- Erev, Ido & Roth, Alvin E, 1998. "Predicting How People Play Games: Reinforcement Learning in Experimental Games with Unique, Mixed Strategy Equilibria," American Economic Review, American Economic Association, vol. 88(4), pages 848-81, September.
- Giulio Bottazzi & Giovanna Devetag, 2007. "Competition and coordination in experimental minority games," Journal of Evolutionary Economics, Springer, vol. 17(3), pages 241-275, June.
- Rami Zwick & Amnon Rapoport, 1999.
"Tacit Coordination in a Decentralized Market Entry Game with Fixed Capacity,"
- Rami Zwick & Amnon Rapoport, 2002. "Tacit Coordination in a Decentralized Market Entry Game with Fixed Capacity," Experimental Economics, Springer, vol. 5(3), pages 253-272, December.
- Kets, W. & Voorneveld, M., 2007. "Congestion, Equilibrium and Learning : The Minority Game," Discussion Paper 2007-61, Tilburg University, Center for Economic Research.
- Eyal Winter & Amnon Rapoport & Darryl A. Seale, 2000. "An experimental study of coordination and learning in iterated two-market entry games," Economic Theory, Springer, vol. 16(3), pages 661-687.
- Colin F. Camerer & Teck-Hua Ho & Juin-Kuan Chong, 2004. "A Cognitive Hierarchy Model of Games," The Quarterly Journal of Economics, Oxford University Press, vol. 119(3), pages 861-898.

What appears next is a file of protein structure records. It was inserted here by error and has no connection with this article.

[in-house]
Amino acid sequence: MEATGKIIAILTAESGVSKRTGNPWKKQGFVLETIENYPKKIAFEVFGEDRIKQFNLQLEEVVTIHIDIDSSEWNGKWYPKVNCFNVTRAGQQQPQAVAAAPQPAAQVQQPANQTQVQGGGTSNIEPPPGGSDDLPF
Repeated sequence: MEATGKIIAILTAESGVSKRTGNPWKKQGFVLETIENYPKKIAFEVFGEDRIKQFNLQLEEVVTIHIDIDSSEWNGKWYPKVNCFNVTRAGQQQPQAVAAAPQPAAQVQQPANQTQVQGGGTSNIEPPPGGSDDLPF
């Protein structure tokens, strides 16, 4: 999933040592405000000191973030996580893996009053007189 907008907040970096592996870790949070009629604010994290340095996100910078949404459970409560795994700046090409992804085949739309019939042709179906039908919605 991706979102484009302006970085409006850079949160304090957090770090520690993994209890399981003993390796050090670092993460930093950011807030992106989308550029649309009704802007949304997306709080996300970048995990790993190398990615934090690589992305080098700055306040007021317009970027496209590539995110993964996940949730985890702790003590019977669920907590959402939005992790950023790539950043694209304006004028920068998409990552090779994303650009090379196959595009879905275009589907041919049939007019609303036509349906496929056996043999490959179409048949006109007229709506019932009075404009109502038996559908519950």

- Arthur, W Brian, 1989. "Competing Technologies, Increasing Returns, and Lock-In by Historical Events," Economic Journal, Royal Economic Society, vol. 99(394), pages 116-31, March.
- Nagel, Rosemarie, 1995. "Unraveling in Guessing Games: An Experimental Study," American Economic Review, American Economic Association, vol. 85(5), pages 1313-26, December.
- Amnon Rapoport & Darryl A. Seale & Ido Erev & James A. Sundali, 1998. "Equilibrium Play in Large Group Market Entry Games," Management Science, INFORMS, vol. 44(1), pages 119-141, January.
When requesting a correction, please mention this item's handle: RePEc:bol:bodewp:wp770. See general information about how to correct material in RePEc.
For technical questions regarding this item, or to correct its authors, title, abstract, bibliographic or download information, contact: (Task Force CeSIA DSE)
If references are entirely missing, you can add them using this form.